Skip main navigation

Outdated or Unsupported Browser Detected
DWD's website uses the latest technology. This makes our site faster and easier to use across all devices. Unfortunatley, your browser is out of date and is not supported. An update is not required, but it is strongly recommended to improve your browsing experience. To update Internet Explorer to Microsoft Edge visit their website.

DWD logo

Tony Evers, Governor
Amy Pechacek, Secretary-designee

Department of Workforce Development
Secretary's Office

201 E. Washington Avenue
P.O. Box 7946
Madison, WI 53707-7946
Telephone: (608) 266-3131
Fax: (608) 266-1784

May 27, 2022
CONTACT: DWD Communications

DWD Releases 2022 Nurses Survey; Projects Increased Demand Through 2040

Latest in yearly reports since 2010 uses three models to project results

MADISON – Demand for registered nurses is projected to continue growing through at least 2040, according to a report released today by the Wisconsin Department of Workforce Development.

How well the state succeeds in meeting the growing demand depends on factors ranging from maintaining strong educational and training opportunities to managing health care demand and leveraging technology in a way that frees more time for caregiving. The Wisconsin Registered Nurse Supply and Demand Forecast Results 2020-2040 is the latest report in a series started in 2010.

The report uses three different analytical models to create projections based on data from the Wisconsin Hospital Association, Wisconsin Health Workforce Data Collaborative, DWD’s own surveys of registered nurses and other sources. The three different models start with a current registered nursing workforce of 67,900 and project shortages ranging from 3,000 to 22,900 nurses by 2040.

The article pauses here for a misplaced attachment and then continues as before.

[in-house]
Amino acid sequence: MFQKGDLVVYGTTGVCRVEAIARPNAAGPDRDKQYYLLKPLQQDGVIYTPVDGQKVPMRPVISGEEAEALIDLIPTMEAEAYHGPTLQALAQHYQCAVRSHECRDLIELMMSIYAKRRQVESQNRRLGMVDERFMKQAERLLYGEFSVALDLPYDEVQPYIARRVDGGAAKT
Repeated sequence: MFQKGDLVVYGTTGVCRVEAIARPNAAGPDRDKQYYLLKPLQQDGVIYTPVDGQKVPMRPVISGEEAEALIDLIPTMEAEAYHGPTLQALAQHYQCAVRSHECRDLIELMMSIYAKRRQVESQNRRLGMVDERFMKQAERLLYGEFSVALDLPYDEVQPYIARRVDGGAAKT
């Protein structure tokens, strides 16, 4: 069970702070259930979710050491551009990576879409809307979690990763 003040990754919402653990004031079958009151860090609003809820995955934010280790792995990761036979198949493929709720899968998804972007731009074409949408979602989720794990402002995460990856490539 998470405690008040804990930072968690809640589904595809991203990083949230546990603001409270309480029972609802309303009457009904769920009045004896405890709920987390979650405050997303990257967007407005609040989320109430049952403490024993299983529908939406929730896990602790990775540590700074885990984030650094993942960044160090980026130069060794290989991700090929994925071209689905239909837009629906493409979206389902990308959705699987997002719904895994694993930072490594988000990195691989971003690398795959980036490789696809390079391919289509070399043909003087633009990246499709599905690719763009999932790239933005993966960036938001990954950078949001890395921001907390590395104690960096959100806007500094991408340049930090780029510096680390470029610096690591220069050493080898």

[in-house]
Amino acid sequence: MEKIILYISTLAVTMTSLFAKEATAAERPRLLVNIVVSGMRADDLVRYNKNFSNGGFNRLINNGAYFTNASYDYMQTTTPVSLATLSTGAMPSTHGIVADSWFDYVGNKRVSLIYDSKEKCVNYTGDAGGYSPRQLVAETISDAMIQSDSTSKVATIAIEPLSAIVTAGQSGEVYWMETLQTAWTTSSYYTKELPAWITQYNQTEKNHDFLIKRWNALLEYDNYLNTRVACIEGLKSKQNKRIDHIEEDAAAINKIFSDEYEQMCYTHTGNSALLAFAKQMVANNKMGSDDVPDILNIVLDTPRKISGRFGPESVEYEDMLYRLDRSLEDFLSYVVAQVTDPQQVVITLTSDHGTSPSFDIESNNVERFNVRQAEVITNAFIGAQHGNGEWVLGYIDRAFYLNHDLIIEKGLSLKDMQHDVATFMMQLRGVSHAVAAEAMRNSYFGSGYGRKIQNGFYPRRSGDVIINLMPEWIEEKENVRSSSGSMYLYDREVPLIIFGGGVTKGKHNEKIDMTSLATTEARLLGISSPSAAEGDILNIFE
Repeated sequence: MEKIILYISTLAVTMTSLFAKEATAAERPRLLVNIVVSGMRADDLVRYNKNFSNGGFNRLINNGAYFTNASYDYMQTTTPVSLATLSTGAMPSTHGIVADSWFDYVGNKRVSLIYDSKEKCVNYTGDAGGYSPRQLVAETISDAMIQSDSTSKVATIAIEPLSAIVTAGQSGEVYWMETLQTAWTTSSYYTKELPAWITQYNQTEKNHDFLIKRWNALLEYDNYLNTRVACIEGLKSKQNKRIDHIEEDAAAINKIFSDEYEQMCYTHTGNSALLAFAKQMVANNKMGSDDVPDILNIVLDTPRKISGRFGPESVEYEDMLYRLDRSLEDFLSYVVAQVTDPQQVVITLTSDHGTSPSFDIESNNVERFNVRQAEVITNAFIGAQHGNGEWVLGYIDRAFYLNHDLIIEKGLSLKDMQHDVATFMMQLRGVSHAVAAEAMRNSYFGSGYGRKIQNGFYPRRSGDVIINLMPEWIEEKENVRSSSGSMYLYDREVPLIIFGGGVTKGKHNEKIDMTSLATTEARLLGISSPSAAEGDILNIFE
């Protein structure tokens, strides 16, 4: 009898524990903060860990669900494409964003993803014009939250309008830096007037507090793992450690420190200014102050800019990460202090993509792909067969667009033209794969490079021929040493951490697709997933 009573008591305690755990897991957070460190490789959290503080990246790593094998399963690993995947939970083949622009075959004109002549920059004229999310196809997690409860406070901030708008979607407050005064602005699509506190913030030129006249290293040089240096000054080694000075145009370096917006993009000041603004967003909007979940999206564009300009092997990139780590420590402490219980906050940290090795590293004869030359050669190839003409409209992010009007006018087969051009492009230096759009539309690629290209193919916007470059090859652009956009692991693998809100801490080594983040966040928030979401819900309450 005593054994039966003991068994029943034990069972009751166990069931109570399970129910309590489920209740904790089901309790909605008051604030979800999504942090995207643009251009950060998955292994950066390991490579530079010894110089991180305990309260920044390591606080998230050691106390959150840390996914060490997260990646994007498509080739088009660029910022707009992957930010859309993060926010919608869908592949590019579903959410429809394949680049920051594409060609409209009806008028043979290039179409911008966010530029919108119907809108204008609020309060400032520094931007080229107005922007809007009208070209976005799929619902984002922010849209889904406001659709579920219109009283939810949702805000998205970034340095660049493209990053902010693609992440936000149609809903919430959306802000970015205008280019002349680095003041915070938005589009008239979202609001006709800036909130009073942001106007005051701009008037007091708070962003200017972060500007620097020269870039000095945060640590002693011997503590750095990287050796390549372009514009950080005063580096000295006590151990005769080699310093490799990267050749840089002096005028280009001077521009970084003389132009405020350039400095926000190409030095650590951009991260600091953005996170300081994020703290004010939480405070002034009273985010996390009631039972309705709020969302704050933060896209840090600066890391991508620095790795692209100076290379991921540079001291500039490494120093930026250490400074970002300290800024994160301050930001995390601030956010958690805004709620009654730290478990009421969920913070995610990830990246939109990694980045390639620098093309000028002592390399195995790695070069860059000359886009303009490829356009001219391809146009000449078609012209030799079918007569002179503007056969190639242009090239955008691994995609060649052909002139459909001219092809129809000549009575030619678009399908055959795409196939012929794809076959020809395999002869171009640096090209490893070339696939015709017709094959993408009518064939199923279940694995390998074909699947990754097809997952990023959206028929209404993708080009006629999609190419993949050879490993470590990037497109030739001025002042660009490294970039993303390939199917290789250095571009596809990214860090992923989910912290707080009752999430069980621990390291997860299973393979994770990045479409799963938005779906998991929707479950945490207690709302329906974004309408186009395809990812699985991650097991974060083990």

A new feature in the report projects demand by practice setting, with the need for nurses in extended care climbing by 110% and nurses in home health care by 105% by 2040. Public health nurses and nurse educators were among the nine practice areas to see the slowest projected growth, at 15% and 11% respectively by 2040.

In releasing the report, DWD Secretary-designee Amy Pechacek expressed deep appreciation to nurses and all health care workers for their dedication and service during the COVID-19 pandemic and beyond.

"We owe so much to nurses, who are essential to our health and our health care system,” said Pechacek. “Yet more must be done to support today’s nursing workforce and expand opportunities to bring more people into the field. DWD remains committed to working with its partners to build and strengthen the pipeline of nurses and the entire healthcare workforce in the 21st century and beyond.”

The report authors are economist Tom Walsh and senior research analyst Maria del Pilar Casal, both staff members of DWD’s Bureau of Workforce Information and Technical Support. Find the report here and learn more about Wisconsin's labor market through


Wisconsin's Department of Workforce Development efficiently delivers effective and inclusive services to meet Wisconsin's diverse workforce needs now and for the future. The department advocates for and invests in the protection and economic advancement of all Wisconsin workers, employers and job seekers through six divisions – Employment and Training, Vocational Rehabilitation, Unemployment Insurance, Equal Rights, Worker's Compensation and Administrative Services. To keep up with DWD announcements and information, sign up for news releases and follow us on Facebook, Twitter, LinkedIn and Instagram.